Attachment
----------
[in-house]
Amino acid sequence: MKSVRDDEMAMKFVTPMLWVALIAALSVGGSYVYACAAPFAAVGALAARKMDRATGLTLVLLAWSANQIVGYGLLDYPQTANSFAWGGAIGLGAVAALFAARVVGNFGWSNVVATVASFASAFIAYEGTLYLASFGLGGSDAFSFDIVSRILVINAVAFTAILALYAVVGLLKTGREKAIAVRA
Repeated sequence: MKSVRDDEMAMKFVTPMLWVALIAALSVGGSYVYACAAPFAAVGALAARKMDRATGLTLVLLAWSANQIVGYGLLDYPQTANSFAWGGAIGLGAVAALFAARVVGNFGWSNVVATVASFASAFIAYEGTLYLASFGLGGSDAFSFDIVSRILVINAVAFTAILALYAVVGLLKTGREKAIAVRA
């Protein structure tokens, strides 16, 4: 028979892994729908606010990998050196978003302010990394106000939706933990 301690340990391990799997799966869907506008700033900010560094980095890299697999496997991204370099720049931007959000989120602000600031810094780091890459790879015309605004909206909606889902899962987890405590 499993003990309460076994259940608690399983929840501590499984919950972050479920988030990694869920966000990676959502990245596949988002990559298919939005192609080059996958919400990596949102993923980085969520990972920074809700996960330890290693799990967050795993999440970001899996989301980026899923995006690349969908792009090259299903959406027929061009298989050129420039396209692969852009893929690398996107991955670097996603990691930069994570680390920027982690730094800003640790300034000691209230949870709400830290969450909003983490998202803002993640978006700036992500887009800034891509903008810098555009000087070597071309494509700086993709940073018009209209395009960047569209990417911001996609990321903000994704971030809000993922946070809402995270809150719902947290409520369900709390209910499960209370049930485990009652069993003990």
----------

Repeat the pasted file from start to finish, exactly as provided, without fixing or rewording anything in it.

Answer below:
[in-house]
Amino acid sequence: MKSVRDDEMAMKFVTPMLWVALIAALSVGGSYVYACAAPFAAVGALAARKMDRATGLTLVLLAWSANQIVGYGLLDYPQTANSFAWGGAIGLGAVAALFAARVVGNFGWSNVVATVASFASAFIAYEGTLYLASFGLGGSDAFSFDIVSRILVINAVAFTAILALYAVVGLLKTGREKAIAVRA
Repeated sequence: MKSVRDDEMAMKFVTPMLWVALIAALSVGGSYVYACAAPFAAVGALAARKMDRATGLTLVLLAWSANQIVGYGLLDYPQTANSFAWGGAIGLGAVAALFAARVVGNFGWSNVVATVASFASAFIAYEGTLYLASFGLGGSDAFSFDIVSRILVINAVAFTAILALYAVVGLLKTGREKAIAVRA
């Protein structure tokens, strides 16, 4: 028979892994729908606010990998050196978003302010990394106000939706933990 301690340990391990799997799966869907506008700033900010560094980095890299697999496997991204370099720049931007959000989120602000600031810094780091890459790879015309605004909206909606889902899962987890405590 499993003990309460076994259940608690399983929840501590499984919950972050479920988030990694869920966000990676959502990245596949988002990559298919939005192609080059996958919400990596949102993923980085969520990972920074809700996960330890290693799990967050795993999440970001899996989301980026899923995006690349969908792009090259299903959406027929061009298989050129420039396209692969852009893929690398996107991955670097996603990691930069994570680390920027982690730094800003640790300034000691209230949870709400830290969450909003983490998202803002993640978006700036992500887009800034891509903008810098555009000087070597071309494509700086993709940073018009209209395009960047569209990417911001996609990321903000994704971030809000993922946070809402995270809150719902947290409520369900709390209910499960209370049930485990009652069993003990």